There are three items on everybody's checklist when they walk out the door: Keys, wallet, and cell phone. But when will we be able to condense everything on that daily checklist to just one item: Our cell phone? The answer: 2024.

Look at the technology already available in 2014. Starbucks (SBUX) and Wendy's (WEN) currently have apps in which the customer can put money on it, much like a gift card, and have a cashier scan their phone for payment. Money can be added to the app whenever the user decides. Visa (V) just announced a PayPal-like method for purchasing items on your cell phone.

"The technology is here now, there is no reason we can't have a mobile driven world," Whistle Group CEO Vivek Nasta said.

Security concerns could be a cause for a lack in users, but this form of payment travels through the air from the phone to the scanner, a similar technology found in some smart cards, one of the most secure forms of payment.

So why the span of a decade until cell phones are universal, until they are the only item people travel with? As Gartner research director Sandy Shen put it, "…the mass market won't see this happen before 2024. The reason is because not all of your cards and IDs will be included in the mobile phone as not all service providers and government agencies are working toward that goal."

People always travel with their IDs and cards other than credit cards, such as driver's licenses, insurance cards, and mass transit cards. They are all needed, but will these government agencies and service providers work with cell phone brands to create apps that would share this information? GEICO already has an app that allows users to view and share their insurance ID cards.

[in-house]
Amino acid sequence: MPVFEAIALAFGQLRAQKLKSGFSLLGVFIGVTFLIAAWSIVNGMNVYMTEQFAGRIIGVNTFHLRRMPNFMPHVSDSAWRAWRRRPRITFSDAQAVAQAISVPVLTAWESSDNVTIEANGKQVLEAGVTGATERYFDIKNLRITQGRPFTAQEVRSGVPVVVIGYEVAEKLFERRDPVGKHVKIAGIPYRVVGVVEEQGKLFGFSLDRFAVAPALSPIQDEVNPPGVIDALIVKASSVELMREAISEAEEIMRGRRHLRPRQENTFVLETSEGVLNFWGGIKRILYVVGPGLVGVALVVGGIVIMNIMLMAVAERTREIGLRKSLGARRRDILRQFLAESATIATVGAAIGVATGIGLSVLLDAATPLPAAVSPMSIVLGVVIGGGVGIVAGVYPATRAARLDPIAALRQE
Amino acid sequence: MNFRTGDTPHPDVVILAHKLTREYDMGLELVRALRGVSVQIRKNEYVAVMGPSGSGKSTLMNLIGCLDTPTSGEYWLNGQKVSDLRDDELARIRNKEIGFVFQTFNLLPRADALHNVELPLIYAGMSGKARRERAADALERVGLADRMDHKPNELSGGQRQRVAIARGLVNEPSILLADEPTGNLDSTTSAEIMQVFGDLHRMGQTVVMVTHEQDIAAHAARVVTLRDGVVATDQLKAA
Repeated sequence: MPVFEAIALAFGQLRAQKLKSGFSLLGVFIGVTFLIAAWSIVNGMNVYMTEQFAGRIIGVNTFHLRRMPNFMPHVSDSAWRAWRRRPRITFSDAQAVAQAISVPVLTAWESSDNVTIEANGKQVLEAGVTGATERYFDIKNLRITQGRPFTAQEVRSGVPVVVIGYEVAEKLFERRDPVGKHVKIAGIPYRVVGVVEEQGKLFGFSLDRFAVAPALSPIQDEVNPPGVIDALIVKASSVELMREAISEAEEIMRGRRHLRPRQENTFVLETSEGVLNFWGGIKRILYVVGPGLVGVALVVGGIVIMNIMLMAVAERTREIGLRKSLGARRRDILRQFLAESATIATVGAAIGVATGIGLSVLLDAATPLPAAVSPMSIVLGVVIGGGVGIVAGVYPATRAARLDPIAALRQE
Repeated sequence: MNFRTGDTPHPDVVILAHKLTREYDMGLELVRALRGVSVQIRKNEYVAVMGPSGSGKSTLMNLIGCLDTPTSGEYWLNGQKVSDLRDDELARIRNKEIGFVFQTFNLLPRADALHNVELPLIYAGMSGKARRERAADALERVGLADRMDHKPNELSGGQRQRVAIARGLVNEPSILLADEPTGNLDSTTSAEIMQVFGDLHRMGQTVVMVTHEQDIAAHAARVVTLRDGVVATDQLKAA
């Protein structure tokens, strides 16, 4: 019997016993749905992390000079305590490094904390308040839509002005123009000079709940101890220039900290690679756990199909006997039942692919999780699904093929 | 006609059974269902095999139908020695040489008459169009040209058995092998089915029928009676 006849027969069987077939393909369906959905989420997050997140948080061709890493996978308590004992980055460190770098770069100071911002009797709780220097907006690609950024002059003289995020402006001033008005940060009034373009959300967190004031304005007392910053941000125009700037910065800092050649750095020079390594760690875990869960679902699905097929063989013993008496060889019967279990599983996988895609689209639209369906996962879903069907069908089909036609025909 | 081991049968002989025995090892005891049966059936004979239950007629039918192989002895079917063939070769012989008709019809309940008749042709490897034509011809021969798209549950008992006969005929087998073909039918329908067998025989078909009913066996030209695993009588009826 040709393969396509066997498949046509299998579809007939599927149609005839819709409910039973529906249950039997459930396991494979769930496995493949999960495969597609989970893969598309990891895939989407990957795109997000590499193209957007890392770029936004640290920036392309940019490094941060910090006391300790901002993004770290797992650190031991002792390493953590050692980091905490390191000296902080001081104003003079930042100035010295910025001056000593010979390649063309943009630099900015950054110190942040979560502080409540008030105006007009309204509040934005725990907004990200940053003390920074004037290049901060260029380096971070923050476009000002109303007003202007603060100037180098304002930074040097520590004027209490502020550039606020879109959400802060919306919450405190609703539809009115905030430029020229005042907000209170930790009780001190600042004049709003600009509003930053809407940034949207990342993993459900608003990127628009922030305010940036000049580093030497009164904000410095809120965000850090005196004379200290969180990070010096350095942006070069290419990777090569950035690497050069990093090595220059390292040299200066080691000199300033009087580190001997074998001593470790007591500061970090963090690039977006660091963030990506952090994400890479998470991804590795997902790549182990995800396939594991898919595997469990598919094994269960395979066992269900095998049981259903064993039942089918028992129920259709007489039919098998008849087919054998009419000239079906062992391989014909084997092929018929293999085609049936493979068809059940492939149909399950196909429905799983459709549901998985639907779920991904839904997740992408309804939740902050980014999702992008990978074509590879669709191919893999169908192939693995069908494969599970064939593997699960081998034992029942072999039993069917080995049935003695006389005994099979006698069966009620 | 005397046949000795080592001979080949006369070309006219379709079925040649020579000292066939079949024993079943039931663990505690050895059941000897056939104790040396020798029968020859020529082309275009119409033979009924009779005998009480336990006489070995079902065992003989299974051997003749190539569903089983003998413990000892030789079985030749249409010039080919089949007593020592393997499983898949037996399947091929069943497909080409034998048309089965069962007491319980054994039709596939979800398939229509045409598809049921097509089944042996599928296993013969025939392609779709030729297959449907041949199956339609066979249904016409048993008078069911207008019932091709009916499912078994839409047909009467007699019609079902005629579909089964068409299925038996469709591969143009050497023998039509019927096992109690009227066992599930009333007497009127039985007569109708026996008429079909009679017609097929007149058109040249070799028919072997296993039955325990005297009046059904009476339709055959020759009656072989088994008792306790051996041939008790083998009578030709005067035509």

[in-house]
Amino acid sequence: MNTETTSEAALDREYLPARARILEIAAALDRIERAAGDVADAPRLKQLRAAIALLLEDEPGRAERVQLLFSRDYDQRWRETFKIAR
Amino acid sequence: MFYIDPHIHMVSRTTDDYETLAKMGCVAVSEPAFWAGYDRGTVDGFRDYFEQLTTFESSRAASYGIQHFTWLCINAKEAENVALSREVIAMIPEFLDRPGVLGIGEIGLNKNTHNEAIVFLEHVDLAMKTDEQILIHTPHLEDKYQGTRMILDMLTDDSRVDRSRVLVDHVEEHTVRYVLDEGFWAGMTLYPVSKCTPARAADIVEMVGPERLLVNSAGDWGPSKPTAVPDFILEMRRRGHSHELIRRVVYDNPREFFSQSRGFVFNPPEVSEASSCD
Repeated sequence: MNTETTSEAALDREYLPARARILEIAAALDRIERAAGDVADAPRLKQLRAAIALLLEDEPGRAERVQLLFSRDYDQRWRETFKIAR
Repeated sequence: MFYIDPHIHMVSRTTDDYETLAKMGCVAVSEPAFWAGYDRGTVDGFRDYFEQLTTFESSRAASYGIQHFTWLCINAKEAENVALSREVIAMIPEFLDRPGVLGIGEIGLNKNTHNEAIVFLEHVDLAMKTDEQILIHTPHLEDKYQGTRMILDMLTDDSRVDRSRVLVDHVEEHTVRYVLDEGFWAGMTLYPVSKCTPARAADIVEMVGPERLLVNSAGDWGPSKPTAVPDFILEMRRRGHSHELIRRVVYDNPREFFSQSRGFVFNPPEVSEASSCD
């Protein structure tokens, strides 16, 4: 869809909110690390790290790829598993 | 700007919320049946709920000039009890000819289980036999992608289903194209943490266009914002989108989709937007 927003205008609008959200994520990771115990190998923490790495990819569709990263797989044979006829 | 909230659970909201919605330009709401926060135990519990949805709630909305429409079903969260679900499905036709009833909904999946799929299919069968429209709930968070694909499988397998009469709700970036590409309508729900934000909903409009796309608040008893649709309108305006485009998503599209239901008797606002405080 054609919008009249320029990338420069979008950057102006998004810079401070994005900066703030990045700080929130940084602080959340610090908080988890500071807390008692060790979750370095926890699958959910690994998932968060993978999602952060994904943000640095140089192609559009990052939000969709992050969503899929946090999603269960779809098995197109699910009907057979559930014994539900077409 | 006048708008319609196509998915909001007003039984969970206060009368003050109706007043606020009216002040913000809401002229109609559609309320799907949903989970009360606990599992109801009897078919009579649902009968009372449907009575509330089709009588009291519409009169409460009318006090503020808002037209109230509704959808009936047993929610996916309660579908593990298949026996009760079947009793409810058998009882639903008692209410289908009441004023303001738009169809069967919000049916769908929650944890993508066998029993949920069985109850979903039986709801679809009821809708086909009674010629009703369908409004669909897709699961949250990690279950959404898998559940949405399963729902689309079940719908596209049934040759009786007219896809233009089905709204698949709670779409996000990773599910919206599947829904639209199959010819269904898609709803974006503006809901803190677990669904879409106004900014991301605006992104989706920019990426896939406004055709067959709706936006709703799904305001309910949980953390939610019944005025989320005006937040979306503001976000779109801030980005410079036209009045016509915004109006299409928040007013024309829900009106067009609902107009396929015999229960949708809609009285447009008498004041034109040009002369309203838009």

If security is the main concern, there are already phones on the market that require finger-print recognition technology to unlock. Not only that, but most apps with privacy settings require passwords. Banking apps, like the Chase (JPM) mobile app, have the option of sending a text message to your phone when the account is logged into from an unrecognized or new device. The app then will not allow access on that new device until it is approved by the phone that received the text message. Even Facebook (FB) has the option to alert users when their account has been logged in from a new device.

The question still remains if a government agency will rely on digital identification in place of a hard copy. It may seem unlikely, but almost all DMV forms can be filled out online, rather than having to fill out a hard copy. The security features are there, it's just a matter of the investment from not only a government agency, but merchants as well. Shen and Nasta both agree this is a massive investment that will take years to come.

Smartphones will most likely replace house keys and car keys before government issued IDs are on your cell phone, experts said. Drivers don't even need keys to start their car anymore. The contact-less technology used for mobile payments can also be used to unlock a car door or any door for that matter. Hotels already have this technology to unlock a customer's room, and if the phone is lost, mobile access to the room can be revoked, keeping it secure. Consumers can always keep keys as a backup or even cars, like the Ford (F) Escape, have the number keypad to unlock the car. Imagine the peace-of-mind knowing that if you are unsure whether or not you locked the house or car, you can simply check your phone, and if in fact it is unlocked, you can lock it from miles away.